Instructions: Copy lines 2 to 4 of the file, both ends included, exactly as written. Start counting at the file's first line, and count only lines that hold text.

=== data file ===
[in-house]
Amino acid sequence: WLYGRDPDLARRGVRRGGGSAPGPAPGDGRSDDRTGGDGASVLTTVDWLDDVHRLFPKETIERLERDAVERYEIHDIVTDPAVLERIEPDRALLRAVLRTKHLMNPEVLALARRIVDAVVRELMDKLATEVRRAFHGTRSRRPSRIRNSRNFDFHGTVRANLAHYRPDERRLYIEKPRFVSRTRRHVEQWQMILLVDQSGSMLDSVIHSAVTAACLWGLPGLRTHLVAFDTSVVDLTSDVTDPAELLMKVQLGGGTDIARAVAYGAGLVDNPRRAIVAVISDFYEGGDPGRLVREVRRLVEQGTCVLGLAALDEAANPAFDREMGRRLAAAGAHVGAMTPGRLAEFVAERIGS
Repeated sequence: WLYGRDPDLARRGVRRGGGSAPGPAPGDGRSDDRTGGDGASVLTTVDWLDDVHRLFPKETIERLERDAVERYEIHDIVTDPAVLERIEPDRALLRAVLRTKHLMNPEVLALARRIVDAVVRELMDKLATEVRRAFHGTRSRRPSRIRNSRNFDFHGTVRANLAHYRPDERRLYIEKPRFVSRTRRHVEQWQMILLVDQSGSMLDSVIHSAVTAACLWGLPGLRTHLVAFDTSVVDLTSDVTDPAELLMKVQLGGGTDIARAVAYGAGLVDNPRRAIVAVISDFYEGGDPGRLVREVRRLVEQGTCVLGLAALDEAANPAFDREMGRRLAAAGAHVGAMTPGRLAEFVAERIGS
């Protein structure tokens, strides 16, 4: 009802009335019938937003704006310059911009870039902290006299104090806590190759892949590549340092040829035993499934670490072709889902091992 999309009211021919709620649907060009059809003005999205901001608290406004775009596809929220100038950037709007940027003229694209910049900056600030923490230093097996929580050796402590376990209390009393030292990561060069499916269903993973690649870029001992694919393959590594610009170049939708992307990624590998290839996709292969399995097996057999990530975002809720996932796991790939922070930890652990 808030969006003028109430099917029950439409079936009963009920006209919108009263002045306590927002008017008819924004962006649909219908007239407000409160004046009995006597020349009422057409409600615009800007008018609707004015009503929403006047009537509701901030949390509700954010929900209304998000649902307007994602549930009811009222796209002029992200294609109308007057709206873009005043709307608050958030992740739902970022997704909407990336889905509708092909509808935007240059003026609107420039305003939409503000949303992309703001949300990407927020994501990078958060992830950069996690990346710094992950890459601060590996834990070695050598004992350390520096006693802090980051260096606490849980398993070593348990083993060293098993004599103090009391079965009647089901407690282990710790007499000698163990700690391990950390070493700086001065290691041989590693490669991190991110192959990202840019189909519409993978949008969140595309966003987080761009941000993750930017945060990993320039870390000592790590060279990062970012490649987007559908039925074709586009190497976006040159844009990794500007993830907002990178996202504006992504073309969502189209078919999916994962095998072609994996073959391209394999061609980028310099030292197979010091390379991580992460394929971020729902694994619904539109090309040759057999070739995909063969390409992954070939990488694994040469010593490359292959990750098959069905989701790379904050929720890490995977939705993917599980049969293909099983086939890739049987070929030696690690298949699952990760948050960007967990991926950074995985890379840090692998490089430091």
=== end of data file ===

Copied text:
Amino acid sequence: WLYGRDPDLARRGVRRGGGSAPGPAPGDGRSDDRTGGDGASVLTTVDWLDDVHRLFPKETIERLERDAVERYEIHDIVTDPAVLERIEPDRALLRAVLRTKHLMNPEVLALARRIVDAVVRELMDKLATEVRRAFHGTRSRRPSRIRNSRNFDFHGTVRANLAHYRPDERRLYIEKPRFVSRTRRHVEQWQMILLVDQSGSMLDSVIHSAVTAACLWGLPGLRTHLVAFDTSVVDLTSDVTDPAELLMKVQLGGGTDIARAVAYGAGLVDNPRRAIVAVISDFYEGGDPGRLVREVRRLVEQGTCVLGLAALDEAANPAFDREMGRRLAAAGAHVGAMTPGRLAEFVAERIGS
Repeated sequence: WLYGRDPDLARRGVRRGGGSAPGPAPGDGRSDDRTGGDGASVLTTVDWLDDVHRLFPKETIERLERDAVERYEIHDIVTDPAVLERIEPDRALLRAVLRTKHLMNPEVLALARRIVDAVVRELMDKLATEVRRAFHGTRSRRPSRIRNSRNFDFHGTVRANLAHYRPDERRLYIEKPRFVSRTRRHVEQWQMILLVDQSGSMLDSVIHSAVTAACLWGLPGLRTHLVAFDTSVVDLTSDVTDPAELLMKVQLGGGTDIARAVAYGAGLVDNPRRAIVAVISDFYEGGDPGRLVREVRRLVEQGTCVLGLAALDEAANPAFDREMGRRLAAAGAHVGAMTPGRLAEFVAERIGS
């Protein structure tokens, strides 16, 4: 009802009335019938937003704006310059911009870039902290006299104090806590190759892949590549340092040829035993499934670490072709889902091992 999309009211021919709620649907060009059809003005999205901001608290406004775009596809929220100038950037709007940027003229694209910049900056600030923490230093097996929580050796402590376990209390009393030292990561060069499916269903993973690649870029001992694919393959590594610009170049939708992307990624590998290839996709292969399995097996057999990530975002809720996932796991790939922070930890652990 808030969006003028109430099917029950439409079936009963009920006209919108009263002045306590927002008017008819924004962006649909219908007239407000409160004046009995006597020349009422057409409600615009800007008018609707004015009503929403006047009537509701901030949390509700954010929900209304998000649902307007994602549930009811009222796209002029992200294609109308007057709206873009005043709307608050958030992740739902970022997704909407990336889905509708092909509808935007240059003026609107420039305003939409503000949303992309703001949300990407927020994501990078958060992830950069996690990346710094992950890459601060590996834990070695050598004992350390520096006693802090980051260096606490849980398993070593348990083993060293098993004599103090009391079965009647089901407690282990710790007499000698163990700690391990950390070493700086001065290691041989590693490669991190991110192959990202840019189909519409993978949008969140595309966003987080761009941000993750930017945060990993320039870390000592790590060279990062970012490649987007559908039925074709586009190497976006040159844009990794500007993830907002990178996202504006992504073309969502189209078919999916994962095998072609994996073959391209394999061609980028310099030292197979010091390379991580992460394929971020729902694994619904539109090309040759057999070739995909063969390409992954070939990488694994040469010593490359292959990750098959069905989701790379904050929720890490995977939705993917599980049969293909099983086939890739049987070929030696690690298949699952990760948050960007967990991926950074995985890379840090692998490089430091």